Online security: Birthday wishes inadvertently give away private information

Thousands of tweets every day expose other users’ date of birth, which could help criminals access their private accounts


31 January 2022

Happy senior woman waving hand at video call through smart phone while sitting on steps at home

A woman using a phone

Wavebreakmedia Ltd IP-211210 / Alamy

Every day, thousands of people are giving away private information about their friends that could compromise their online security – by wishing them happy birthday on social media.

Banks and other organisations often use a customer’s date of birth to verify their identity, and security experts therefore advise people not to mention it on social media. It is even protected as personal data under data protection laws in the UK and the European Union.

Dilara Kekulluoglu at the University of Edinburgh, UK, and her colleagues found more than 18 million Twitter posts that mentioned “happy birthday” in a 45-day period. Of those, 2.8 million directly mentioned a user, so they could be used to ascertain an individual’s birthday. More than 66,000 of these tweets also gave away the age of the user, and therefore their full date of birth.

Only around 2 per cent of the Twitter users mentioned in those posts shared their birth years on their profiles, so the team warns that well-wishers are exposing this information for users who haven’t proactively shared it themselves.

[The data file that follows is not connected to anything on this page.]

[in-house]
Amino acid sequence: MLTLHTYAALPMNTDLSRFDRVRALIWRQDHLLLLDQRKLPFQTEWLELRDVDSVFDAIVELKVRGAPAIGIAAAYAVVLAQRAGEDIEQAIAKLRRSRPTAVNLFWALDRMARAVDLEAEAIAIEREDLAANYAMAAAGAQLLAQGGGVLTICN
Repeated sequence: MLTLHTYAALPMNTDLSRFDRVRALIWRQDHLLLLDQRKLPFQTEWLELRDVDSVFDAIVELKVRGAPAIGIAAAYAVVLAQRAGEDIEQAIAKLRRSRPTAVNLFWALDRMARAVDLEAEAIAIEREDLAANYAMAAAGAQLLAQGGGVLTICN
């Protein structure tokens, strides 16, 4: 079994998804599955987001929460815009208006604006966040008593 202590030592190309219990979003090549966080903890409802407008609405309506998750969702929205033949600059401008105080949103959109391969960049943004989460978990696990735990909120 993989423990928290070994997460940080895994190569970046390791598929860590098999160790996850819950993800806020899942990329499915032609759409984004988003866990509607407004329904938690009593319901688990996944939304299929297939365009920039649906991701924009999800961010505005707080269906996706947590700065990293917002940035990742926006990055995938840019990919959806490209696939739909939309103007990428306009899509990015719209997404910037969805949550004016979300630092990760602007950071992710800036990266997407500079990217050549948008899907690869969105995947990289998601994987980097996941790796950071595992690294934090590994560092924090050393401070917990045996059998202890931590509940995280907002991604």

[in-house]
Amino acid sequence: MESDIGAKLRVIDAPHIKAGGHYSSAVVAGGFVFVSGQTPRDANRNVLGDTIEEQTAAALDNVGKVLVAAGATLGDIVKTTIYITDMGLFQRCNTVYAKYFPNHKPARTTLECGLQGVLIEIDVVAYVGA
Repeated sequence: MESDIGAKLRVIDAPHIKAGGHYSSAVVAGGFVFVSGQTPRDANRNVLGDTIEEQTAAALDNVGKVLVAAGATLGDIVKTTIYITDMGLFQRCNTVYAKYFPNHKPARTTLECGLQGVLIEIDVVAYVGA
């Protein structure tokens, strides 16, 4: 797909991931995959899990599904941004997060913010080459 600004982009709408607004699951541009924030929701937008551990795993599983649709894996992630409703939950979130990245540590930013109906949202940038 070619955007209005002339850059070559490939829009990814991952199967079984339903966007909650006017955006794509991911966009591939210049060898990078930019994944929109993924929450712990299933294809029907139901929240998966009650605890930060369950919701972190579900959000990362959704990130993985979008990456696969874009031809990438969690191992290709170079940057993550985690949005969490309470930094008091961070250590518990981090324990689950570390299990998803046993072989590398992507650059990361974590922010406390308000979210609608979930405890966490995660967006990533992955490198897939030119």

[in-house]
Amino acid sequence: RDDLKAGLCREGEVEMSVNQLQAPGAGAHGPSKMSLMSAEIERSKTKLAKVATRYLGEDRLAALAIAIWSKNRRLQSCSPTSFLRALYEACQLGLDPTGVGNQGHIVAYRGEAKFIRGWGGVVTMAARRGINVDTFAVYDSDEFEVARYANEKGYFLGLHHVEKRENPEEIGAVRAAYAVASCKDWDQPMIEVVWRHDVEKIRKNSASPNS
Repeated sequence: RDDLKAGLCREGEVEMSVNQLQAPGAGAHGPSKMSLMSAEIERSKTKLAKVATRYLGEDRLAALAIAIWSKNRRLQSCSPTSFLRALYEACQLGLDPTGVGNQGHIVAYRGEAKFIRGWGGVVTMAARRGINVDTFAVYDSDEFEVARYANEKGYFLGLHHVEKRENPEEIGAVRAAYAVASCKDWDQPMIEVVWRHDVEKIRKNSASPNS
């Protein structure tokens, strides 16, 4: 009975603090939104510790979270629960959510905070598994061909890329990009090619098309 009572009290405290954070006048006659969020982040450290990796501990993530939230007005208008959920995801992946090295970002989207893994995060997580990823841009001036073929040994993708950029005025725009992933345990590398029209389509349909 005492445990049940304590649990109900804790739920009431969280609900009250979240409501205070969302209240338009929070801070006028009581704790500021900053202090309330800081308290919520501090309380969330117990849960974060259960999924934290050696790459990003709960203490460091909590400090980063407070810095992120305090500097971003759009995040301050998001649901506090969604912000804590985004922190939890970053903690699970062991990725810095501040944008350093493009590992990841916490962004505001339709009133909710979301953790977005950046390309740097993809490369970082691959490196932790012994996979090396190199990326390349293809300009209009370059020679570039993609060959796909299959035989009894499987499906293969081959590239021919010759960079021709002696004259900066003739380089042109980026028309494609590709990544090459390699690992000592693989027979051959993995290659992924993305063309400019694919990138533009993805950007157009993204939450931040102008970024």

Kekulluoglu says that around 0.85 per cent of tweets in English contain the term “birthday”, and that the number of tweets revealing sensitive information may be even larger when misspellings or acronyms like “HBD” are taken into account.

“The information you leak and your networks leak, it’s one point in the data chain that could get malicious people closer to your account,” she says.

But she doesn’t think the solution is for us to stop wishing each other happy birthday online. “I wouldn’t want that,” says Kekulluoglu. “I think this is something that brings joy to people.”

“Date of birth was a good authentication because everyone had one, and it wasn’t that guessable if you’re not close to that person,” she says. “But now, with the introduction of social media, it’s no good. If any companies or organisations are using it, they need to move away from it.”


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